To ‘wind up a company’ simply means to close it using a formal method, like liquidation. The process of winding up a company will vary depending on whether your company is solvent or insolvent at the time of the liquidation.
In this article, we take a look at those options so you can determine what’s best for you.
Winding up a company that’s solvent.
If your business is solvent – which means you have no issue paying your creditors on time and in full, and your assets outweigh your liabilities – you can use a liquidation to extract the most amount of profit from your company when you close it.
The process of winding up a company that’s solvent is called a Members’ Voluntary Liquidation (MVL). Unlike an insolvent liquidation, in which the assets of the company are sold to repay its debts, in an MVL:
- You can take advantage of tax breaks for retained profits between £25,000 and £1m.
- You get all the proceeds of the liquidation (excluding outstanding debts).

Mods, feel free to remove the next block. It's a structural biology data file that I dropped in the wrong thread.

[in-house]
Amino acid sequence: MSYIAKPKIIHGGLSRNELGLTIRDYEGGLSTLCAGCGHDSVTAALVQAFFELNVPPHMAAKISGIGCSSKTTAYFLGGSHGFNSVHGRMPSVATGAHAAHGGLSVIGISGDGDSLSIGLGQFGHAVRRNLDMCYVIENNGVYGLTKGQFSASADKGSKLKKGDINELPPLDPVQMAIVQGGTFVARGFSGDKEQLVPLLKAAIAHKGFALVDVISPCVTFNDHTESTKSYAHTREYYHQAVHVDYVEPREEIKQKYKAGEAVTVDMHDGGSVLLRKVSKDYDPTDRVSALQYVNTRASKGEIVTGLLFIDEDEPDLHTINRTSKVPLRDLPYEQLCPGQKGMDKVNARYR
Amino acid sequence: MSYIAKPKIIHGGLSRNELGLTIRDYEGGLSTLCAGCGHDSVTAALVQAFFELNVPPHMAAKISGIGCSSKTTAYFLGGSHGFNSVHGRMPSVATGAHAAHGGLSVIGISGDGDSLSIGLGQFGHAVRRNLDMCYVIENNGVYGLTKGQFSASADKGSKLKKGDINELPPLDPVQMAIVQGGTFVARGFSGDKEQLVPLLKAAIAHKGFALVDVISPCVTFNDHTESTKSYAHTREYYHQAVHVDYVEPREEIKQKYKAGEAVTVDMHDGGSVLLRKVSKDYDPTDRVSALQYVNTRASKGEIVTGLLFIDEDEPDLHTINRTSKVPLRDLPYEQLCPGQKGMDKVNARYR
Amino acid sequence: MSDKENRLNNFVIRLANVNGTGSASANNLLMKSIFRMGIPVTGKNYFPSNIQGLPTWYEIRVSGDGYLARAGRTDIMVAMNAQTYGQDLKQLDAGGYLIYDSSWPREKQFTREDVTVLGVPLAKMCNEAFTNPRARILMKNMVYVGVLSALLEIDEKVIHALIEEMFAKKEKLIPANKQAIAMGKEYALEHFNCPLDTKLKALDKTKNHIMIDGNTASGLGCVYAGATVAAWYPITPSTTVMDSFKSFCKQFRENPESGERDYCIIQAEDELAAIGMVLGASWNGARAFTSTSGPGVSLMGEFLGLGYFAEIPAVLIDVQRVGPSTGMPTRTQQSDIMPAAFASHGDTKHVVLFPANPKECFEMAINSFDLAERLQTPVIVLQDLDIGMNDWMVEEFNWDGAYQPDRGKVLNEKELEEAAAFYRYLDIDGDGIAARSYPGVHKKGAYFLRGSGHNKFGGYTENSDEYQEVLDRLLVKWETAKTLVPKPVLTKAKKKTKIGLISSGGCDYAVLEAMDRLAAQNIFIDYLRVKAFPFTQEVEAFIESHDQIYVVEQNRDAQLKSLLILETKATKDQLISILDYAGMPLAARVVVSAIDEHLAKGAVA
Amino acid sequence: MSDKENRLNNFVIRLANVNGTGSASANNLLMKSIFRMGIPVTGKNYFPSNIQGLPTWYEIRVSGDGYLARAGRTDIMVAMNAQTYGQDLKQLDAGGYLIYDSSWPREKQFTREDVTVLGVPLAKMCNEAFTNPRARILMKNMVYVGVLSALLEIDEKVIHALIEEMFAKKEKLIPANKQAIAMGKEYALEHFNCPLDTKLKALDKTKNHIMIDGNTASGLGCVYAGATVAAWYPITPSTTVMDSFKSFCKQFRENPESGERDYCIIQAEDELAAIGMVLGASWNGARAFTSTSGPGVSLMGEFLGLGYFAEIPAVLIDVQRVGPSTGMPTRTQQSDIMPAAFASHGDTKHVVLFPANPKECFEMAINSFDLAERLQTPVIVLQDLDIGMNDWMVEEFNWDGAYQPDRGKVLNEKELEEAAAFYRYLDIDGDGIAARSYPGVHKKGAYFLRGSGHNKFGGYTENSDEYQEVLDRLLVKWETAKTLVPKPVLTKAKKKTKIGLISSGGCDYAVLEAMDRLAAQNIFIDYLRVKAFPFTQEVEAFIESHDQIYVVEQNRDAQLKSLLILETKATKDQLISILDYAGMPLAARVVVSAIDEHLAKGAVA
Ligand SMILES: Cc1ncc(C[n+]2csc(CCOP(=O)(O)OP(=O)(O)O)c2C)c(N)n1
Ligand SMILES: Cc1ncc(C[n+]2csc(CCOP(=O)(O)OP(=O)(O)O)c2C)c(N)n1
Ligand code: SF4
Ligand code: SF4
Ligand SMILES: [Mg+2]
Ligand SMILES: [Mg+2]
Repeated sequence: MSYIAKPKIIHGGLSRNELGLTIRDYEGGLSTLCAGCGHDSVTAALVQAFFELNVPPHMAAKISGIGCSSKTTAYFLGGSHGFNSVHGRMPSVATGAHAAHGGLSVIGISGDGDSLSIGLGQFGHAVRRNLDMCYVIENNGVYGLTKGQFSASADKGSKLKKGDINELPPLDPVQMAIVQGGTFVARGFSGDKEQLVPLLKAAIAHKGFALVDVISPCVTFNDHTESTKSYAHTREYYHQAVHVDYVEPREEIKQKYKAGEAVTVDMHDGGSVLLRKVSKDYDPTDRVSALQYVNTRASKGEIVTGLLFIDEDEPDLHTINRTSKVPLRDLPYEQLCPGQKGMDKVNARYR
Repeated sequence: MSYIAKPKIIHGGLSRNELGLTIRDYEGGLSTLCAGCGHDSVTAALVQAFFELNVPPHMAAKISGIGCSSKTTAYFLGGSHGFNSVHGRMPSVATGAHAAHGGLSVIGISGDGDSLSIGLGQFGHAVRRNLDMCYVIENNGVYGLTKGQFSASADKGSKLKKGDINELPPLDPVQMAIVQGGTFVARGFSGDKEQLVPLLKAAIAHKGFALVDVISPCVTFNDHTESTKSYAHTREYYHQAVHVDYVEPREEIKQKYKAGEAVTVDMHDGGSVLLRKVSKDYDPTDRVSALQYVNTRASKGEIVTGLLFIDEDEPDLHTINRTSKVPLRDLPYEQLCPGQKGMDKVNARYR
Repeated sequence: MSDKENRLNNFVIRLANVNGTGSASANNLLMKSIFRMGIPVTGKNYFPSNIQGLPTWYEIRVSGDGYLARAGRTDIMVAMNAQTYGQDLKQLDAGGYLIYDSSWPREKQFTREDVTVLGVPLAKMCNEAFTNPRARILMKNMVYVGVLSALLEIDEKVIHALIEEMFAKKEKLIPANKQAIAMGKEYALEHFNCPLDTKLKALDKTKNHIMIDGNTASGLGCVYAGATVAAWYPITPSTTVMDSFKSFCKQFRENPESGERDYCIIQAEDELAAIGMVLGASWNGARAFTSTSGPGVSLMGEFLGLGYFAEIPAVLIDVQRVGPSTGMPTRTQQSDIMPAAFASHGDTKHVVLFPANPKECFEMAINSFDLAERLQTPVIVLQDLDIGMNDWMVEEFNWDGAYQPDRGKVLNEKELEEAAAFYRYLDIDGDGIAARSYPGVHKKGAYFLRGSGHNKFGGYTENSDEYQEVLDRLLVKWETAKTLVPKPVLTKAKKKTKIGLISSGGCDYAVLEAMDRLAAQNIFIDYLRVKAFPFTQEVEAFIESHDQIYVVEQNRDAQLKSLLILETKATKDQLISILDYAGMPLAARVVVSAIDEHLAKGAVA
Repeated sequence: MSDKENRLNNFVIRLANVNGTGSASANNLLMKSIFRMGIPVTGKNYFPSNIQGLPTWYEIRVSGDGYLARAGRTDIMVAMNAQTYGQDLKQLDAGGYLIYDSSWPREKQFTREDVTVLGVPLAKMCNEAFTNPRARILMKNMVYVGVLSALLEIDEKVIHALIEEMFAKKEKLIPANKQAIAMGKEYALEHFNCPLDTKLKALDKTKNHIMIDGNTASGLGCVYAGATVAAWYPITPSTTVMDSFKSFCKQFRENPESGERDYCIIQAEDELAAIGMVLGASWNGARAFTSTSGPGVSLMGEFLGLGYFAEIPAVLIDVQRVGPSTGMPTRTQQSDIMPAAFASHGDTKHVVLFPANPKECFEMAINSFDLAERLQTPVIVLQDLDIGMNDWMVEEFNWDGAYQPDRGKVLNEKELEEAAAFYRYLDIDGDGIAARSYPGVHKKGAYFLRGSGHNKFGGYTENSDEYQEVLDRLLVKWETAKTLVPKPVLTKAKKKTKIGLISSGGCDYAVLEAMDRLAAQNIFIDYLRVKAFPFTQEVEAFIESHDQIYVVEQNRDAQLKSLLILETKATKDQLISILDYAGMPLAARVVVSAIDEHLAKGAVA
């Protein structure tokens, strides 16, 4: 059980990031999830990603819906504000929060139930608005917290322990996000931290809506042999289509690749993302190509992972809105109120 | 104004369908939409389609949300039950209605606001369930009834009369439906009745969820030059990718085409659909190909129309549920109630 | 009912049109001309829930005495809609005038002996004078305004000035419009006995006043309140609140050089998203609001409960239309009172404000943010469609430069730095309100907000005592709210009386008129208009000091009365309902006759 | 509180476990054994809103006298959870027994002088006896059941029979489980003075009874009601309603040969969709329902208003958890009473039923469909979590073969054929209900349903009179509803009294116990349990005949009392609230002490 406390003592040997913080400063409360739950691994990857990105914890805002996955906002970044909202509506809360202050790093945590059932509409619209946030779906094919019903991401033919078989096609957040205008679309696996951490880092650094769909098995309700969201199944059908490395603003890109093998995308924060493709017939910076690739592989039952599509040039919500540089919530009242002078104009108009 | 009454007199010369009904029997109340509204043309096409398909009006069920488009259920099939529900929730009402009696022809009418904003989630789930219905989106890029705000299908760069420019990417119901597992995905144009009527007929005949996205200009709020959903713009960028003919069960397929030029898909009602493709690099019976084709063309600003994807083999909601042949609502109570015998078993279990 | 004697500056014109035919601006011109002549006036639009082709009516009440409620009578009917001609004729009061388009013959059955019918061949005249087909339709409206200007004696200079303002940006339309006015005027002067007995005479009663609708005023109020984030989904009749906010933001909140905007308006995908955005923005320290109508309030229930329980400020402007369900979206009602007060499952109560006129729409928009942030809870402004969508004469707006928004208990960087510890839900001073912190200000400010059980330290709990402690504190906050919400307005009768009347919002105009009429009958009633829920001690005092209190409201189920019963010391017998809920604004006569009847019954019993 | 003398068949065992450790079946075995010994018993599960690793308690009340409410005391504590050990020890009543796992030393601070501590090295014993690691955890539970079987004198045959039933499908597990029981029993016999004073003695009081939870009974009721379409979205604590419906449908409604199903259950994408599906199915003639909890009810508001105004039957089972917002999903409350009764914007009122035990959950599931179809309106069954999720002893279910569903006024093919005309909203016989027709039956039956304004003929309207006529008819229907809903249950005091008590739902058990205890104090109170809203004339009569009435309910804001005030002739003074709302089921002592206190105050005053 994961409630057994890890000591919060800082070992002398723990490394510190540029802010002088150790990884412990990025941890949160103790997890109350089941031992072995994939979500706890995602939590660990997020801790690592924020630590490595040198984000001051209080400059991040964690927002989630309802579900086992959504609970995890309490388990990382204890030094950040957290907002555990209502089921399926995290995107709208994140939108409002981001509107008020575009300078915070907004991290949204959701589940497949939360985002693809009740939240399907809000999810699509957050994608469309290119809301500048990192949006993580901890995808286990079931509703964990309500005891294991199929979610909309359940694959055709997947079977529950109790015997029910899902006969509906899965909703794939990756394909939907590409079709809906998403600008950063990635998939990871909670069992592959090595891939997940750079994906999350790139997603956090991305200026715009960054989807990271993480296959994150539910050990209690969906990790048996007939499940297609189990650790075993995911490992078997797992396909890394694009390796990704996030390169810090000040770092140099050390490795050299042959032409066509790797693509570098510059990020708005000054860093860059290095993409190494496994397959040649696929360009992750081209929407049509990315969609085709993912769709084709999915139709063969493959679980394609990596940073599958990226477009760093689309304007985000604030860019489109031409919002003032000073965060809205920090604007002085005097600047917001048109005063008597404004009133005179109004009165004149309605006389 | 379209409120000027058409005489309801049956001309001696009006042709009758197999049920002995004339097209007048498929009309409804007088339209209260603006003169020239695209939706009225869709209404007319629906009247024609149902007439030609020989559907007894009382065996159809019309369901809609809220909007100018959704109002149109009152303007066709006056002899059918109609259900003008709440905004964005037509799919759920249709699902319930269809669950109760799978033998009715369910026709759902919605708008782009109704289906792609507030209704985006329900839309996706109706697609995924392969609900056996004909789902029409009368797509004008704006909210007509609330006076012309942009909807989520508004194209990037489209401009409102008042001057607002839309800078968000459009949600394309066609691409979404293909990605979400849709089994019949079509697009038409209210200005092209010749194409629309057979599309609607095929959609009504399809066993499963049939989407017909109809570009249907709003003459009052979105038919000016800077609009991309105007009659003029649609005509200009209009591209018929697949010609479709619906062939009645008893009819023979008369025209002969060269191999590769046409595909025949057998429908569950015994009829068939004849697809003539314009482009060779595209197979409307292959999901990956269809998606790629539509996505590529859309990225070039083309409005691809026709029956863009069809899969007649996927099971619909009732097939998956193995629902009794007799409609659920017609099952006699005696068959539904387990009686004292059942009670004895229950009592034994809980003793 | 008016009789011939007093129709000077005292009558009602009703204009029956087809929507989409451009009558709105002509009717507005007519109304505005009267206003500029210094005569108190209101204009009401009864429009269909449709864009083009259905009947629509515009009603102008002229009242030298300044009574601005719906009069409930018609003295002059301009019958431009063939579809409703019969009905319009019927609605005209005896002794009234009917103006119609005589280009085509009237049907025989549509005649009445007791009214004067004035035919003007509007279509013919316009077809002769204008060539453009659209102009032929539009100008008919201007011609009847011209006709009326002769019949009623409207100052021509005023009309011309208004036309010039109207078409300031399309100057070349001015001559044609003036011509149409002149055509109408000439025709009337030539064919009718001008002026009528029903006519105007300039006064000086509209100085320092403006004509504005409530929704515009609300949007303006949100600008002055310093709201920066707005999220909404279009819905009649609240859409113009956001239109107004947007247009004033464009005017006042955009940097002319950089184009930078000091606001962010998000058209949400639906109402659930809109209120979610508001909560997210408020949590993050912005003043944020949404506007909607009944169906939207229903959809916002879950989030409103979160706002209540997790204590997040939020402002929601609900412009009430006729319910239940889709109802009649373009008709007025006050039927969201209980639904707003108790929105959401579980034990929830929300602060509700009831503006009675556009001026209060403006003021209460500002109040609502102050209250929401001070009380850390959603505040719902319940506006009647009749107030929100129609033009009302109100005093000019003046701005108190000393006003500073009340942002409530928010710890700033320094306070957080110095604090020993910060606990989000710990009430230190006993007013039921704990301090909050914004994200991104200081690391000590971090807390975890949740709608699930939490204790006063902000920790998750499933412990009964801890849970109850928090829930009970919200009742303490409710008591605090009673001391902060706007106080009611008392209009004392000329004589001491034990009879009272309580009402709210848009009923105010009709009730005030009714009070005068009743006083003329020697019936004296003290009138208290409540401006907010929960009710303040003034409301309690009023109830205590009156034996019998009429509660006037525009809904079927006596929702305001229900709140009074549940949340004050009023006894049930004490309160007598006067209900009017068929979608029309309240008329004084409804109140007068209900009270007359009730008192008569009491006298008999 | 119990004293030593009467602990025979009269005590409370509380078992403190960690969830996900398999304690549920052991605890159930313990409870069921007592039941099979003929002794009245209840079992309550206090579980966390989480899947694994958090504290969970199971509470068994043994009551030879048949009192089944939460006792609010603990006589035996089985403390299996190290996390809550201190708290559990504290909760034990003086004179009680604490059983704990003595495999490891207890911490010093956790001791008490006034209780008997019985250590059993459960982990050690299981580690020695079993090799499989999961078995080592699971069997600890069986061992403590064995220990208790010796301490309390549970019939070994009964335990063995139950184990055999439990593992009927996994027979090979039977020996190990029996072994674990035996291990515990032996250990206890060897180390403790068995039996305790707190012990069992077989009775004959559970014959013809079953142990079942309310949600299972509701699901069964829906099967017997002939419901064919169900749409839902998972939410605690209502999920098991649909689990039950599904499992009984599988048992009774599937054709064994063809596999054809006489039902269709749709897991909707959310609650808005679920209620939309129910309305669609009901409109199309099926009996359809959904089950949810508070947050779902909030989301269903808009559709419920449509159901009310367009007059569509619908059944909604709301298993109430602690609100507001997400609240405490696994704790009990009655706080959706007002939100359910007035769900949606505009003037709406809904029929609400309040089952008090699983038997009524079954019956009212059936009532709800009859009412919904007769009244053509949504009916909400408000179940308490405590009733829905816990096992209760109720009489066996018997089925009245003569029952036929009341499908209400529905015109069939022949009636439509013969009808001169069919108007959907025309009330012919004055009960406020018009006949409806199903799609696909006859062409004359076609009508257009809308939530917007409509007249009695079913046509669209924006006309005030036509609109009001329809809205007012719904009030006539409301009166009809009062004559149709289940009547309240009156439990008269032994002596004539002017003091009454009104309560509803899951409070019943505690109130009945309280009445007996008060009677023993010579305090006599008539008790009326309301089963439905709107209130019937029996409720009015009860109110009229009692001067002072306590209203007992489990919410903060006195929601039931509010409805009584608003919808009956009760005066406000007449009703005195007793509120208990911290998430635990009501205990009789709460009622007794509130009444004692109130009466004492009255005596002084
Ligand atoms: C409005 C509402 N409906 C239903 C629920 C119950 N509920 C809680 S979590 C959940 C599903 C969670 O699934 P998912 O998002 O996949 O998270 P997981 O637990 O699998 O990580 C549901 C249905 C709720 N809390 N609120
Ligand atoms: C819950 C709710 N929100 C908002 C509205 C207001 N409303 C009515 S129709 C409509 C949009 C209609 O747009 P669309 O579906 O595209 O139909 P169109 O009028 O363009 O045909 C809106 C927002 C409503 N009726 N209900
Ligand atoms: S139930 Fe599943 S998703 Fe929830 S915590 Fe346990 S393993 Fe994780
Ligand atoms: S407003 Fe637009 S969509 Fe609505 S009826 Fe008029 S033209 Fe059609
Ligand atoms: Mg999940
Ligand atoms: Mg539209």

- In some cases, the liquidation funds can be paid as soon as you enter the MVL process.
An MVL is also the best way to make sure your company complies with any legal obligations it has when closing, as you’ll have a licensed insolvency practitioner handling it all for you.
Winding up a company that’s insolvent
If you’re a limited company that’s in an insolvent position – you cannot pay your debts in full or on time, now or in the future, and your liabilities outweigh your assets – liquidation is often the simplest method to wind up your company.
The most common way to wind up an insolvent UK limited company is using a Creditors’ Voluntary Liquidation (CVL). The CVL process of winding up a company is managed by a licensed insolvency practitioner, acting as the liquidator.
In this process the liquidator deals with all the paperwork for you, calls meetings with shareholders and creditors, arranges for the valuation and sale of your assets, and distributes the proceeds of the liquidation to your creditors.
In some cases, a CVL can be used to perform a Start Afresh Liquidation. This uses the same winding up a company process but, rather than sell your assets to a third party, they are sold to you or another company director. This process is not without its complications and must be performed by a licensed insolvency practitioner.
It’s important to remember that a company can sometimes be saved from liquidation, or a business saved and restarted under a new company.